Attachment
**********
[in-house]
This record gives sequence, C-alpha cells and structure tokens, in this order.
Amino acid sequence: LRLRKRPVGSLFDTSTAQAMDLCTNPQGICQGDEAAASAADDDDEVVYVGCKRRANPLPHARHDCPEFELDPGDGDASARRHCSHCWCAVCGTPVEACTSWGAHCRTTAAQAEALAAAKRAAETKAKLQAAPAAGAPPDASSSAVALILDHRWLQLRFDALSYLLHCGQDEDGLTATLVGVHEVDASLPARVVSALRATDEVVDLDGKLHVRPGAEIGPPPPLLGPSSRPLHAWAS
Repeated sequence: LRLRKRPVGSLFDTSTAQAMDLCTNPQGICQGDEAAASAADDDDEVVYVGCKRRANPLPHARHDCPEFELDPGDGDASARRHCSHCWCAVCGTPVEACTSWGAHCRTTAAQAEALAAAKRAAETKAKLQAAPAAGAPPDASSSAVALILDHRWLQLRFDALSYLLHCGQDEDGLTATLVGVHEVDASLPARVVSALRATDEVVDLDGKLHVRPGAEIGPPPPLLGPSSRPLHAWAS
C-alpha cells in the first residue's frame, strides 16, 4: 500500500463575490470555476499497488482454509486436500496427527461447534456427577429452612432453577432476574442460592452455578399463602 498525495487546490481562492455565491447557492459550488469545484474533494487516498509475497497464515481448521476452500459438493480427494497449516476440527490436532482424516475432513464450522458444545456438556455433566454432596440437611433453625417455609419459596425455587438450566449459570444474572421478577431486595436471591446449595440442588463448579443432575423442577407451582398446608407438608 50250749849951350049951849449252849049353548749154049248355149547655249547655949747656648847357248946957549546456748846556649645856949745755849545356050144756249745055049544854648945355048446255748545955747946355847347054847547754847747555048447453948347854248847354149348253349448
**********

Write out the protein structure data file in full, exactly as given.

[in-house]
This record gives sequence, C-alpha cells and structure tokens, in this order.
Amino acid sequence: LRLRKRPVGSLFDTSTAQAMDLCTNPQGICQGDEAAASAADDDDEVVYVGCKRRANPLPHARHDCPEFELDPGDGDASARRHCSHCWCAVCGTPVEACTSWGAHCRTTAAQAEALAAAKRAAETKAKLQAAPAAGAPPDASSSAVALILDHRWLQLRFDALSYLLHCGQDEDGLTATLVGVHEVDASLPARVVSALRATDEVVDLDGKLHVRPGAEIGPPPPLLGPSSRPLHAWAS
Repeated sequence: LRLRKRPVGSLFDTSTAQAMDLCTNPQGICQGDEAAASAADDDDEVVYVGCKRRANPLPHARHDCPEFELDPGDGDASARRHCSHCWCAVCGTPVEACTSWGAHCRTTAAQAEALAAAKRAAETKAKLQAAPAAGAPPDASSSAVALILDHRWLQLRFDALSYLLHCGQDEDGLTATLVGVHEVDASLPARVVSALRATDEVVDLDGKLHVRPGAEIGPPPPLLGPSSRPLHAWAS
C-alpha cells in the first residue's frame, strides 16, 4: 500500500463575490470555476499497488482454509486436500496427527461447534456427577429452612432453577432476574442460592452455578399463602 498525495487546490481562492455565491447557492459550488469545484474533494487516498509475497497464515481448521476452500459438493480427494497449516476440527490436532482424516475432513464450522458444545456438556455433566454432596440437611433453625417455609419459596425455587438450566449459570444474572421478577431486595436471591446449595440442588463448579443432575423442577407451582398446608407438608 50250749849951350049951849449252849049353548749154049248355149547655249547655949747656648847357248946957549546456748846556649645856949745755849545356050144756249745055049544854648945355048446255748545955747946355847347054847547754847747555048447453948347854248847354149348253349448